When in Rome: knife everyone, it seems. The original Assassin's Creed laid the groundwork for the series' story-based campaigns, plots which served to develop its Dan Brown-style lore of Templars alongside a subplot featuring that bird from Veronica Mars. The concern that multiplayer would conflict with the series' strong narrative focus provoked enough fans and forumites to get a bit on edge over the idea of letting players run riot in Renaissance Italy.
Brotherhood's multiplayer is only loosely fitted around the narrative of the series - the conceit being that you're playing a modern-day Templar-in-training who, along with seven colleagues, is hooked up to the Animus to take on the identity of an assassin. But ignore the absentee Desmond and Ezio for a minute, because the greatest gift AC multiplayer can give you is the fact that the living, breathing city remains completely intact. The world of Assassin's Creed is as fully realised as it has been in any single-player instalment, pop-full of heaving masses of citizens; citizens in mid-conversation with one another, citizens who will wobble about when you dash through them. What could have been designed as a simple set, a poor man's imitation of AC's city-du-jour, is a writhing, fully fleshed out metropolis. Both multiplayer modes are playable on two maps, Rome and Castle Gandolfo, and a third, Siena, to be unlocked by the community in Beta. There's still real humanity in the cities, and a real sense of impending danger.
Where single-player could often devolve from a matter of stealth into a basic chase routine, there's a methodology to multiplayer that forces you to be aware of - and I mean this quite literally - every step you take.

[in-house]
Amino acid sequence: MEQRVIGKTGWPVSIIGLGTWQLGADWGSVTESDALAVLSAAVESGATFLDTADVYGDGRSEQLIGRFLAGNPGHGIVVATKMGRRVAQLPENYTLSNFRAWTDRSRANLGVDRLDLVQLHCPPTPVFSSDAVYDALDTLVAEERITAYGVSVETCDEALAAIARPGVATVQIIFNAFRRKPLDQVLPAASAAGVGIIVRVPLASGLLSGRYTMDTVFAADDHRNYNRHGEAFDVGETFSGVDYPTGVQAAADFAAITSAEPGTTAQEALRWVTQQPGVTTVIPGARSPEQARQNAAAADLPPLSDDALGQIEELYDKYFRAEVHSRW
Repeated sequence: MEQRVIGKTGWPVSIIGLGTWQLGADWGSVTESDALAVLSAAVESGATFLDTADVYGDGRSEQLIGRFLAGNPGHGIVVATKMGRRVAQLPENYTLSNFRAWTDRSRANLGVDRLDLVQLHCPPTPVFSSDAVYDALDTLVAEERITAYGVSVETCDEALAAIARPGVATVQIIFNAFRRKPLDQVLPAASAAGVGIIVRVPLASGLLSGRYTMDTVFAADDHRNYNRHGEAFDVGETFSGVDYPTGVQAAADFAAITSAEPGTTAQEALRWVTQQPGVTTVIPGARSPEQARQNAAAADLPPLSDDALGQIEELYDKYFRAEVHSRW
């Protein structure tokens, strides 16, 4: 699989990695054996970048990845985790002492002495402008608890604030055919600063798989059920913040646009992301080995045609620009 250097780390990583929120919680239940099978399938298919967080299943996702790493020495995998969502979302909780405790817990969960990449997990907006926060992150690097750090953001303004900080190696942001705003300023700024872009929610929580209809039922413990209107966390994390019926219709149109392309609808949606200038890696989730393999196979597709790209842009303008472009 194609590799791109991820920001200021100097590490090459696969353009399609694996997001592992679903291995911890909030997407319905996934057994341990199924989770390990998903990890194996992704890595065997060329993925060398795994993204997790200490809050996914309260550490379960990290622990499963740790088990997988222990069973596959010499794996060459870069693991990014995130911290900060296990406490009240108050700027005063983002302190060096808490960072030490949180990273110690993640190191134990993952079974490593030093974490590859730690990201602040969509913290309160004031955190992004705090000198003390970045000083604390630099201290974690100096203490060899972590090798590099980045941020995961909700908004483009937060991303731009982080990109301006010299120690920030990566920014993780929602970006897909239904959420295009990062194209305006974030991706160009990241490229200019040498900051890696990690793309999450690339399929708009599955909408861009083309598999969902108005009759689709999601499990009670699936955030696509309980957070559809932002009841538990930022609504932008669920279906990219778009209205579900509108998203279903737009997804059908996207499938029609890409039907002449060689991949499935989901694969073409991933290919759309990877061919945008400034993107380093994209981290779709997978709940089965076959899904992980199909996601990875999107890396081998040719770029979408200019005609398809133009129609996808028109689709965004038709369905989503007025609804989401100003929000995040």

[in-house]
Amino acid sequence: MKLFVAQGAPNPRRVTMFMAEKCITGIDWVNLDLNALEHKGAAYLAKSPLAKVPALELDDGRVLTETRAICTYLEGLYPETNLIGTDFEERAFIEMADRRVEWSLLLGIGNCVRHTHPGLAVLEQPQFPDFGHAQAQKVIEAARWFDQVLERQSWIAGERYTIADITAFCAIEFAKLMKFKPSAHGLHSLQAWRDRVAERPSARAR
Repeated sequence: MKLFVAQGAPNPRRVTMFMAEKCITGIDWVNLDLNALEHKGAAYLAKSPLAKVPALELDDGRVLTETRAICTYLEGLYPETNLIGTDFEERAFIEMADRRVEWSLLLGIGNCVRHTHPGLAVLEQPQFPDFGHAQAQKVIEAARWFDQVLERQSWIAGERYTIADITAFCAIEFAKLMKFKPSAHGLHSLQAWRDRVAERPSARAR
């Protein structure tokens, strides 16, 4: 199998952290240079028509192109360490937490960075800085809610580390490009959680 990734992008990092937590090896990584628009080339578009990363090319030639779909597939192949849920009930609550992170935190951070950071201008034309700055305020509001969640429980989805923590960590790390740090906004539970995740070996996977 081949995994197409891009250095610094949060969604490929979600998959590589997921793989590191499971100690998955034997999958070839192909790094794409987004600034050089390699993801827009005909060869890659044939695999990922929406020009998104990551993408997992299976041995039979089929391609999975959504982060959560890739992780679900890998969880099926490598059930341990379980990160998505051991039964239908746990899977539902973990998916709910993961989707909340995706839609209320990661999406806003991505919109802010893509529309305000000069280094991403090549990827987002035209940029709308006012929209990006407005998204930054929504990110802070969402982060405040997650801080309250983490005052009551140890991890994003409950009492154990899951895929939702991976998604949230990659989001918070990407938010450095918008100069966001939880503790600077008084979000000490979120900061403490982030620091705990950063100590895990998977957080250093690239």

For one, the game discourages you from running amok. Multiplayer puts you in the shoes of both an assassin and the target of an assassin, meaning you are encouraged to fit in seamlessly with the crowd of NPCs as you make your way toward your victim. Your aim is to go unnoticed, to confuse your own hunter so that they mistake you for a random, AI-controlled citizen. It's a continuing game of cat and mouse: blend just enough to remain unnoticed, but retain enough of your typical gamer tendencies to keep an eye out for someone acting out-of-place.
If you reckon someone is on your tail then you can call upon one of your character abilities and perks. Knives slow your target down, while Smoke releases a smoke bomb that will immobilise them entirely. Other abilities effect the NPCs around you: Blender transforms the surrounding crowd into clones of your character, while Auto-Bash increases the number of NPCs you can run into without becoming unbalanced. None of these are particularly necessary to gameplay but they lend a degree of complexity to what could become a simple game of stealth-tag. Smoke, for instance, will wall off an enemy behind a cloud, giving you a moment to double back and stun or kill him.
Even the map is designed to complicate the chase. Chase Breakers are built-in interactive elements designed to help you escape if and when you're being pursued. They are doorways that will sparkle to let you know they'll slam shut the minute you enter them, forcing anyone behind you to find another route around. There are lifts that will take you to a rooftop, or falling platforms that will cut the chase short. Then you have the AC classics: hay stacks to dive in, walls to climb. In fact, climbing mechanics have been re-designed specifically for the speed of multiplayer. Where single-player will introduce you to walls that can be scaled at different speeds, multiplayer allows you to climb incredibly easily, and it's a hell of a lifesaver.
In the first of the two modes, Wanted, you're set up with seven others and given one player to assassinate. Someone else is also assigned to hunt you, and depending on how well you perform you can become the target of multiple players at once. To the top left of the HUD are red icons that represent how many people are searching for you at that point in the match. The game is continuously attempting to level the playing field. Lower ranking players will be given an easier time, faced only with one pursuer until they work their way up and start raking in points, while higher ranking players will find themselves followed by handfuls of assassins at once.